In conclusion


There are so many reels and preventions out there now that it’s impossible to give you a hard, fixed answer about setting your fishing reels. But with practice, like everything in fishing, you’ll find you develop a feel for it.

In the beginning, overcompensate. Err to the side of caution by maxing out both of your casting controls. This will lead to short casts but far fewer backlashes early on, which will actually speed up the learning process since you’ll send more time casting and less time picking at bird nests. Gradually back off both your spool tension knob and your braking system and you’ll find the sweet spot in time.

As for learning to set your drag, you’ll also dial in that middle ground over time and find that range where it’s tight enough to set the hook, but not so tight that you’ll break your line or pull your hooks out of the fish.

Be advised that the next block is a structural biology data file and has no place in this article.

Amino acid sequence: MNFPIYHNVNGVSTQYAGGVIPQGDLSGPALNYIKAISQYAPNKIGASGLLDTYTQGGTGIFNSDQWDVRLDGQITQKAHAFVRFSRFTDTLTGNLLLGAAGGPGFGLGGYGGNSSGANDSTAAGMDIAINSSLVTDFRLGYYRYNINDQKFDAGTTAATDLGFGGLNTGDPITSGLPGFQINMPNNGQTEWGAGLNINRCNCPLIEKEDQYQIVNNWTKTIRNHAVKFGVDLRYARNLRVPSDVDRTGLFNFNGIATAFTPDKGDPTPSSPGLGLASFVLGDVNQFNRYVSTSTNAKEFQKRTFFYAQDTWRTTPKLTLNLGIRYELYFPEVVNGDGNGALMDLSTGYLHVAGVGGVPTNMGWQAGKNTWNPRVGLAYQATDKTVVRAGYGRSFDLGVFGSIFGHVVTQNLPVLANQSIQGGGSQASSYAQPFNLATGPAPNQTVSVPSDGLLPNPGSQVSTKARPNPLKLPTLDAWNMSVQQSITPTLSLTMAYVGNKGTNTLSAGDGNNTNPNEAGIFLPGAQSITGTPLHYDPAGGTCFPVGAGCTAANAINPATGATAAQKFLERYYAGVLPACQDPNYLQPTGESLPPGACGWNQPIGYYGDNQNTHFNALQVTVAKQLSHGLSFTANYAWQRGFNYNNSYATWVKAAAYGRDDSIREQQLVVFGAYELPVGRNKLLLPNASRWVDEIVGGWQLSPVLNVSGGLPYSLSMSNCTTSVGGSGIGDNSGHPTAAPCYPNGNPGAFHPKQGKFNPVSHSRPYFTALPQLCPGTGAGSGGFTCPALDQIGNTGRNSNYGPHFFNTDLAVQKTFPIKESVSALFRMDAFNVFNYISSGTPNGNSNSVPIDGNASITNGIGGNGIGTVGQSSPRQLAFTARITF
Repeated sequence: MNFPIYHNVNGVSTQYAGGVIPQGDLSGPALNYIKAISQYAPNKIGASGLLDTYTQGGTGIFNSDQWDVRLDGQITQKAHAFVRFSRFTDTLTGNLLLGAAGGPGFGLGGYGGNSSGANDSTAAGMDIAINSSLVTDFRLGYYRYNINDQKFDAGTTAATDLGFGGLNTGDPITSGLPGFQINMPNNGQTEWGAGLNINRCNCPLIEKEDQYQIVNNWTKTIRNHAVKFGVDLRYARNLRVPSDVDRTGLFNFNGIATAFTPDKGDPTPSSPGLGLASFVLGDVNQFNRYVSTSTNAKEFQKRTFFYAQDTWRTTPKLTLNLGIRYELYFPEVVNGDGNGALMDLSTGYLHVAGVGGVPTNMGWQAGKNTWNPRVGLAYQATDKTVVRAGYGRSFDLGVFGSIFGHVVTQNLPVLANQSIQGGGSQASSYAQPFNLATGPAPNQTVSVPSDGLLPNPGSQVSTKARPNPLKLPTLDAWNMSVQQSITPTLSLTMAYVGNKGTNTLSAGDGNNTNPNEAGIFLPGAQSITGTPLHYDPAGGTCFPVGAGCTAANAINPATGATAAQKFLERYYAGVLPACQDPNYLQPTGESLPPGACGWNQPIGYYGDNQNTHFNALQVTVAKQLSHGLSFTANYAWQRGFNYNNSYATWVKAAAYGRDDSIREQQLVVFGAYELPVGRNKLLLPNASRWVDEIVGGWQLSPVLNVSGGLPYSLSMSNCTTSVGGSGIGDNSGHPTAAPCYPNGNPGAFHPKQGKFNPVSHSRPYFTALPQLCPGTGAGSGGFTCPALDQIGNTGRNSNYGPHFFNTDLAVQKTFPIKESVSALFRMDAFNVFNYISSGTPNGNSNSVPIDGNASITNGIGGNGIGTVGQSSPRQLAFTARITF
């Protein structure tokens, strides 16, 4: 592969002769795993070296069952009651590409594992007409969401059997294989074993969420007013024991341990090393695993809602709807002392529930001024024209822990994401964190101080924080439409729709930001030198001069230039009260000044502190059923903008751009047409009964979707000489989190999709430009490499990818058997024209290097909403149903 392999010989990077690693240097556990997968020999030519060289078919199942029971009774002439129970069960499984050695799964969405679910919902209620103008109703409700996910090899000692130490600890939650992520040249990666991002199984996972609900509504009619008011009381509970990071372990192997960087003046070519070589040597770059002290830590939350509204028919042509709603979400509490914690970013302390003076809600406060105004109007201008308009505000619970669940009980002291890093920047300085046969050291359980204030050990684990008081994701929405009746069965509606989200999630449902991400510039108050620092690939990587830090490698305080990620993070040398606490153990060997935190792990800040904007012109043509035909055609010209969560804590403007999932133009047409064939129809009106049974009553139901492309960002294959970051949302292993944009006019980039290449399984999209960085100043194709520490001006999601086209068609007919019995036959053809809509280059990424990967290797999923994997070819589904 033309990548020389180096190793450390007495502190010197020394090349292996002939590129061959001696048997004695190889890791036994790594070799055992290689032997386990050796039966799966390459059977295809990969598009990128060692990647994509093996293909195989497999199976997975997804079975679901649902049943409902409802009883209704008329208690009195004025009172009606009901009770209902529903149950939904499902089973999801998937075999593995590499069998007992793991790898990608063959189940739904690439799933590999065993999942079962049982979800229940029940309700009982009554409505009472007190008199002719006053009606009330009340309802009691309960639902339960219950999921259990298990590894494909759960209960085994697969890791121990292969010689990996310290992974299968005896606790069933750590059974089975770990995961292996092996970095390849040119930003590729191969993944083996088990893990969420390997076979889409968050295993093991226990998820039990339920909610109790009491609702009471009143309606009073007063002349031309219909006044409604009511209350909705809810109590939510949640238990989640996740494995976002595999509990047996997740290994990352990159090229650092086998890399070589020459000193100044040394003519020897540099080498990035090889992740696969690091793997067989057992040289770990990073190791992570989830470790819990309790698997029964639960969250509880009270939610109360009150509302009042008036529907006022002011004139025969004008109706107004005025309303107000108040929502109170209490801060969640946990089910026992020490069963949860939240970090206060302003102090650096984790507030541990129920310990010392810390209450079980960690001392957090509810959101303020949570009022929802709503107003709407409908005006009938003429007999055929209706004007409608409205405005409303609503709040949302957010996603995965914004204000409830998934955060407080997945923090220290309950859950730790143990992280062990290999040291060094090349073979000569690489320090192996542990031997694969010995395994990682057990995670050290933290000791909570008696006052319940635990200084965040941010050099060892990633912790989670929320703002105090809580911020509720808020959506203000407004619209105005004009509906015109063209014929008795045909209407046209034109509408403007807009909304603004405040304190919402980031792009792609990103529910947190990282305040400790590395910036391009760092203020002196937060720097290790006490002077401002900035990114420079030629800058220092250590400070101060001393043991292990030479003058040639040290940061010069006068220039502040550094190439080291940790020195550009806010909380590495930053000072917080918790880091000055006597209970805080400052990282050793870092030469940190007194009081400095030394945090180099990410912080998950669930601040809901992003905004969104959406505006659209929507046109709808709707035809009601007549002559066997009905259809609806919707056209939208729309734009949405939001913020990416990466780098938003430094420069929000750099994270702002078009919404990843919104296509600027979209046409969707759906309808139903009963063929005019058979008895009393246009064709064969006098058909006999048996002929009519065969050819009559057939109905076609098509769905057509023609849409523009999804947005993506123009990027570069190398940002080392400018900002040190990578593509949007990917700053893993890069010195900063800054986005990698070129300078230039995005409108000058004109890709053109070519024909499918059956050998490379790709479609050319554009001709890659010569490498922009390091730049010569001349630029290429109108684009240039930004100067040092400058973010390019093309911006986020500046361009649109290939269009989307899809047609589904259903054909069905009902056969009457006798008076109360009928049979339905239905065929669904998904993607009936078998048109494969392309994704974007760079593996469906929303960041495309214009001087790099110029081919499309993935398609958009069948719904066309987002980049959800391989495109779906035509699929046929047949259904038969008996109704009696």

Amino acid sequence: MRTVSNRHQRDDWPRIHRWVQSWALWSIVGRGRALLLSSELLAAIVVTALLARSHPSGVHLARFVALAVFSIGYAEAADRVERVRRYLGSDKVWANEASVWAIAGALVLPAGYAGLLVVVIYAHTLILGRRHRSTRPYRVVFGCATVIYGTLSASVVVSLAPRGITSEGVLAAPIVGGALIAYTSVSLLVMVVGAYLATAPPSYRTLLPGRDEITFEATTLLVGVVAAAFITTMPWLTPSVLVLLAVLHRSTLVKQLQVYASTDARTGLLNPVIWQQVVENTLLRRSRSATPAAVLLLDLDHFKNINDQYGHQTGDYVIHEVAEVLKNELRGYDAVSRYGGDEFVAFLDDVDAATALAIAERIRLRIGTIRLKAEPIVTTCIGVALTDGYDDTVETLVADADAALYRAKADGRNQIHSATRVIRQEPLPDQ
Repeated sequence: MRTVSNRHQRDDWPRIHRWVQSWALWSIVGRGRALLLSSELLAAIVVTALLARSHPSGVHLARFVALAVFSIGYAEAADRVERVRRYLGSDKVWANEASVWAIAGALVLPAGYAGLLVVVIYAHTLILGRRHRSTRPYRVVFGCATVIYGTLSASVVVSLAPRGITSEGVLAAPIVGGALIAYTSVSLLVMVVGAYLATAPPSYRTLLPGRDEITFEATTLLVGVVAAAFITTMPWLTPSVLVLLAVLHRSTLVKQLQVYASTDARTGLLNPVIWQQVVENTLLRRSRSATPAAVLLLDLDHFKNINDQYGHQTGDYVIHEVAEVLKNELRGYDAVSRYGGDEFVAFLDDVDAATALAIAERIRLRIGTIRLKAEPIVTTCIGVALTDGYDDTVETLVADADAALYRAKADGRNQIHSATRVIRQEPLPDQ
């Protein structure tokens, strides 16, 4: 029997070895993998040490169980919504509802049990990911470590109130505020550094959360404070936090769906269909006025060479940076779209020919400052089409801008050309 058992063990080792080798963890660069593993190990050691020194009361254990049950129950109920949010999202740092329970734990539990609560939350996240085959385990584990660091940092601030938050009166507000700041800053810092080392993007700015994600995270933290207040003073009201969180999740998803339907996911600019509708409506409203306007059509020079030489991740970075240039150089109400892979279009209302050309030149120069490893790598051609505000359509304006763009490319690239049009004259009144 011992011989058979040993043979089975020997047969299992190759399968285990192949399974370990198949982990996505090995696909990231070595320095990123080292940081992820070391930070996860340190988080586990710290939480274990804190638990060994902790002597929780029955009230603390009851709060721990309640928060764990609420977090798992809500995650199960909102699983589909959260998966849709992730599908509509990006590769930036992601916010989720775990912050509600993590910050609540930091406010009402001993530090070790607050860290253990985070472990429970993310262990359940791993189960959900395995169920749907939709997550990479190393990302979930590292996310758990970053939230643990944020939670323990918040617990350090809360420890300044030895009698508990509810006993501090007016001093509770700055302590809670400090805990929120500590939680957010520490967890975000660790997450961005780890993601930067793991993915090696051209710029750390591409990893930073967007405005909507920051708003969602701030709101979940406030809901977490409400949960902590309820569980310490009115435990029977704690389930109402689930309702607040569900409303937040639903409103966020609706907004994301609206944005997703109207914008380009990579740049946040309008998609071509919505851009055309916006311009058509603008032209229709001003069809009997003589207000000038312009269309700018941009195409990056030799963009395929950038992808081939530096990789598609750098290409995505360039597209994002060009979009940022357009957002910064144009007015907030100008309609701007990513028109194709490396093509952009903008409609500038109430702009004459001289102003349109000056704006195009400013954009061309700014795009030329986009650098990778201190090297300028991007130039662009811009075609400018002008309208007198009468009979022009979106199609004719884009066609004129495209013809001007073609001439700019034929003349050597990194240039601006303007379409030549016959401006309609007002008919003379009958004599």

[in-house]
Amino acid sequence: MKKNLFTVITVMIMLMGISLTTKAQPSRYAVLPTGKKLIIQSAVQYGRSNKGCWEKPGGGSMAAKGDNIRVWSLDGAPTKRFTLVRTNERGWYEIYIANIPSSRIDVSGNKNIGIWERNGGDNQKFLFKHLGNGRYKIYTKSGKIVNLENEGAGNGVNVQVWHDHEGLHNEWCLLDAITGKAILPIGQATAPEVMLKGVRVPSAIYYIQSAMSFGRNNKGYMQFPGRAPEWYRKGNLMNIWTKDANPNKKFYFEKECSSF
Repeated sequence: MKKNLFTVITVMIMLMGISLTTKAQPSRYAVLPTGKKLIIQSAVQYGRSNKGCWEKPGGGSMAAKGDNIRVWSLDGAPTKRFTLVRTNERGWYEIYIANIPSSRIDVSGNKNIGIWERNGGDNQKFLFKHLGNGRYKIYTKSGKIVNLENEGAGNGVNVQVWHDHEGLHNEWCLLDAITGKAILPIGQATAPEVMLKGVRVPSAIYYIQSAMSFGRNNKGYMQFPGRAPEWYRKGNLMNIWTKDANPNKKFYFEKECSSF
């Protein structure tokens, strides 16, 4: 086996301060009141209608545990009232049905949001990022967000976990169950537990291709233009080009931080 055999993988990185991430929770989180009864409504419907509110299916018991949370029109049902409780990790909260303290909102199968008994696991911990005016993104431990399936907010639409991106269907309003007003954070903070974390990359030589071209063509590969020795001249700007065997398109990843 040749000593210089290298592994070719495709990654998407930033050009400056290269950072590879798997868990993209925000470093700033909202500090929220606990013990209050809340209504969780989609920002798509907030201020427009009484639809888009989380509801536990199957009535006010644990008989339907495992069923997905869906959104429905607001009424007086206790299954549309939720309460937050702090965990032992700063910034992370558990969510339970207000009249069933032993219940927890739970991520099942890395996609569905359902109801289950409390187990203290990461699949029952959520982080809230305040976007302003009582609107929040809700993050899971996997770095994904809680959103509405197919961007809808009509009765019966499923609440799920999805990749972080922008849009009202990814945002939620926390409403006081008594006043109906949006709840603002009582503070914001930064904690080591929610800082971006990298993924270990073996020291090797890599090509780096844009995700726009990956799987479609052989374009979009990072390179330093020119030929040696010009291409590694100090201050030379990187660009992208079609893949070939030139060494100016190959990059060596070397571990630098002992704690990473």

Like all things in life, setting a reel is truly just a learned discipline and growth. There will be ups and downs, but don’t get frustrated. Instead try to face that adversity head on, knowing that it will be worth it in the end. It all really comes down to patience and practice which will lead to perseverance. And once you persevere, you’ll have it licked.